The upper house of the Russian parliament has voted to withdraw from an international treaty allowing surveillance flights over military facilities after the US pulled out of the treaty.
MOSCOW – The upper house of the Russian parliament voted Wednesday to withdraw from an international treaty allowing surveillance flights over military facilities following the US withdrawal from the treaty.
As a presidential candidate, Biden had criticized Trump’s return as “short-sighted”. Moscow has signaled its readiness to reverse the withdrawal process and stick to the 1992 treaty if the United States returns to the accord.
After the Russian Upper House voted to leave the treaty, it will now be up to Russian President Vladimir Putin to sign it. If Putin supports the exit, it will take effect in six months.
The Open Skies Treaty was intended to build trust between Russia and the West by allowing the agreement’s more than three dozen signatories to conduct reconnaissance flights over each other’s territories to collect information on military forces and activities. More than 1,500 flights have been operated under the treaty since it took effect in 2002, which aims to promote transparency and allow monitoring of arms control and other agreements.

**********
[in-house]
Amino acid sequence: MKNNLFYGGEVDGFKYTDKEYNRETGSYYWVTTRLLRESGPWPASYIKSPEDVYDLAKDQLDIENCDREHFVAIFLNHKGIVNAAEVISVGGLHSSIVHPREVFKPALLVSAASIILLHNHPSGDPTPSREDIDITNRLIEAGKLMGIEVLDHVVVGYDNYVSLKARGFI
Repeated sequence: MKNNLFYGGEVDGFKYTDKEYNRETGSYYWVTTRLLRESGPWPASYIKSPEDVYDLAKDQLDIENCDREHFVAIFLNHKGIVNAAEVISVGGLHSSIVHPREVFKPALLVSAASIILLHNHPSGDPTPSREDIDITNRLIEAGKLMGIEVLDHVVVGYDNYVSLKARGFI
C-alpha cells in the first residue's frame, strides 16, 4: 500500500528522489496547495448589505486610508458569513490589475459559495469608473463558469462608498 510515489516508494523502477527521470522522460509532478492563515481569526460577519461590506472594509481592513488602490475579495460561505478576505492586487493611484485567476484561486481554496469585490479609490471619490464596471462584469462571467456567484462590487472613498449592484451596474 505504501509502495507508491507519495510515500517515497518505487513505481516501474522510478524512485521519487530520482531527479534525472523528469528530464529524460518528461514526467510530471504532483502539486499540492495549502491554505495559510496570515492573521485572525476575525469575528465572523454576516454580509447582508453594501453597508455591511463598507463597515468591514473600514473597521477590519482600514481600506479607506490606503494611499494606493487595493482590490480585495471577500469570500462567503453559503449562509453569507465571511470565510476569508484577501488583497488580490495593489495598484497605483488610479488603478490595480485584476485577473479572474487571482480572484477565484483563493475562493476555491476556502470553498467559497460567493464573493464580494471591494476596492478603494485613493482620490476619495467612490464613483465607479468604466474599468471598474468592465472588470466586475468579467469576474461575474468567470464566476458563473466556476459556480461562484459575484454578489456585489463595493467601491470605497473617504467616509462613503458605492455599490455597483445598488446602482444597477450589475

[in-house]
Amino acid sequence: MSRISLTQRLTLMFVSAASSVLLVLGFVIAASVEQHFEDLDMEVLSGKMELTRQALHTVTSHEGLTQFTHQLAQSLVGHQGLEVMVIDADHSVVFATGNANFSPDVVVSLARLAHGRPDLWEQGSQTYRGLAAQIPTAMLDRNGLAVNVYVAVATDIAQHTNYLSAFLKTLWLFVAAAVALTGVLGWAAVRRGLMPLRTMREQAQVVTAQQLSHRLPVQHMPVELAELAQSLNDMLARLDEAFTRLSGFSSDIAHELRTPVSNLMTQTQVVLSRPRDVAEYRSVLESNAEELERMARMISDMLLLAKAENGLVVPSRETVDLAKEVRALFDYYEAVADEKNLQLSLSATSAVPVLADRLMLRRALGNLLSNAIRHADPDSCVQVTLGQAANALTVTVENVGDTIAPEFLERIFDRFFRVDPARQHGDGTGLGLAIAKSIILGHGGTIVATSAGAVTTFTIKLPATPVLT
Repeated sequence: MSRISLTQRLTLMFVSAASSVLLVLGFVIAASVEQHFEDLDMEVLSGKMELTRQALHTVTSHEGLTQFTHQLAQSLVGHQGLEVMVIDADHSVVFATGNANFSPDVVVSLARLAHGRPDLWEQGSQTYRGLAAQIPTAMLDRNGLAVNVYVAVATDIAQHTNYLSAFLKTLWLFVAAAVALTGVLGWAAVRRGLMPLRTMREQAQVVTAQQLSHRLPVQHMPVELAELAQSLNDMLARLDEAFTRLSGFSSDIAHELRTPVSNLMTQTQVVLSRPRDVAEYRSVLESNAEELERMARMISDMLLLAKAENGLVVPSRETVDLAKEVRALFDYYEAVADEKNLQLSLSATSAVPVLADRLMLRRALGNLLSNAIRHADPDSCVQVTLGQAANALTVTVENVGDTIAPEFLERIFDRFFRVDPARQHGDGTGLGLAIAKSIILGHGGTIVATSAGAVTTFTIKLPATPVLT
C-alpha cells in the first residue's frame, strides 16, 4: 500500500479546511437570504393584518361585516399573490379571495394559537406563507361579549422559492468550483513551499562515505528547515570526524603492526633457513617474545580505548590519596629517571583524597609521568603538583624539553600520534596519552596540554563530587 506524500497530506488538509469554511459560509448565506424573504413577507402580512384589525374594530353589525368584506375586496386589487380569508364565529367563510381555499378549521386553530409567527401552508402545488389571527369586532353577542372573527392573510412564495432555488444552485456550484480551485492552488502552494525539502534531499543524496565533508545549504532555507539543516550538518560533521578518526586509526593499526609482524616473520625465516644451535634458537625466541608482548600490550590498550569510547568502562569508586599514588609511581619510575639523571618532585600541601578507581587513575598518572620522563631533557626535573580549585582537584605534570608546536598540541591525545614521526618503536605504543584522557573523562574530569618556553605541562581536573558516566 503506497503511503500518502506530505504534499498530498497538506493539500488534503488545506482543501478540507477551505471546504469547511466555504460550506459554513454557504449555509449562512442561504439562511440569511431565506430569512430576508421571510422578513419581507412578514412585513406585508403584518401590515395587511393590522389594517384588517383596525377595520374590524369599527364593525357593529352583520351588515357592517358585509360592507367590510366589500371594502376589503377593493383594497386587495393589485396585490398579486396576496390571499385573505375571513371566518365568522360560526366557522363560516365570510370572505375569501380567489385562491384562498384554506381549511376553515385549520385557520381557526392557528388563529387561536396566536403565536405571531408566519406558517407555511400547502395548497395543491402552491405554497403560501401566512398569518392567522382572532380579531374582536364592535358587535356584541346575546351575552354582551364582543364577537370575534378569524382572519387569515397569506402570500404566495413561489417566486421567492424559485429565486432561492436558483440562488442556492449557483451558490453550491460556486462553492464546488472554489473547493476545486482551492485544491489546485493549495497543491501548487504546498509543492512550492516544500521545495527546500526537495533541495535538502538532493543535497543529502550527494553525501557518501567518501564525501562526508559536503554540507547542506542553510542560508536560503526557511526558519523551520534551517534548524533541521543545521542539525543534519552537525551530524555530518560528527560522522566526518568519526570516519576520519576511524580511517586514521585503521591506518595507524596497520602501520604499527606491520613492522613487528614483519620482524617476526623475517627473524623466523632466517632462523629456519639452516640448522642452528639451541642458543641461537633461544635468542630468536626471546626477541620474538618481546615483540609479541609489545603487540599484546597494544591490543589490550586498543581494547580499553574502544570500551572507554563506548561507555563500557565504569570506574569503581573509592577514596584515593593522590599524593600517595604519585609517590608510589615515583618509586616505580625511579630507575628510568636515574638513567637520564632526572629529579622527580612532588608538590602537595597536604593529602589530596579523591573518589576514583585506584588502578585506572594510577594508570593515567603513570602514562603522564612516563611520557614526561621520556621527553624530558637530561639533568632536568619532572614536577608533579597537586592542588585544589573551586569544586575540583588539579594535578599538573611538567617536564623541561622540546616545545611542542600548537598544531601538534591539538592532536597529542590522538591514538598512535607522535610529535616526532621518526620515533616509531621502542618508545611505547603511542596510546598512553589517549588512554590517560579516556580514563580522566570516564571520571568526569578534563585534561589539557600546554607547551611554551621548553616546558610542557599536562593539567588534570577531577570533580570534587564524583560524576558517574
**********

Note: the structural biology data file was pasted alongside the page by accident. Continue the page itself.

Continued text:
Trump withdrew from the treaty last year, arguing that Russian breaches made it unable for Washington to remain a party. Washington completed its withdrawal from the treaty in November.
Moscow has condemned the US withdrawal, warning that it would destroy global security by making it more difficult for governments to interpret the intentions of other countries, especially amid Russia-West tensions.
The EU has urged the US to reconsider its exit and called on Russia to remain in the treaty and lift flight restrictions, particularly over its western Kaliningrad region, which lies between NATO allies Lithuania and Poland.
Russia has emphasized that restrictions on observation flights imposed in the past were permissible under the treaty and noted that the US imposed more extensive restrictions on observation flights over Alaska.
As a condition of remaining in the agreement after the US withdrawal, Moscow has unsuccessfully insisted on guarantees from NATO allies that it would not hand over data collected during its observation flights over Russia to the US.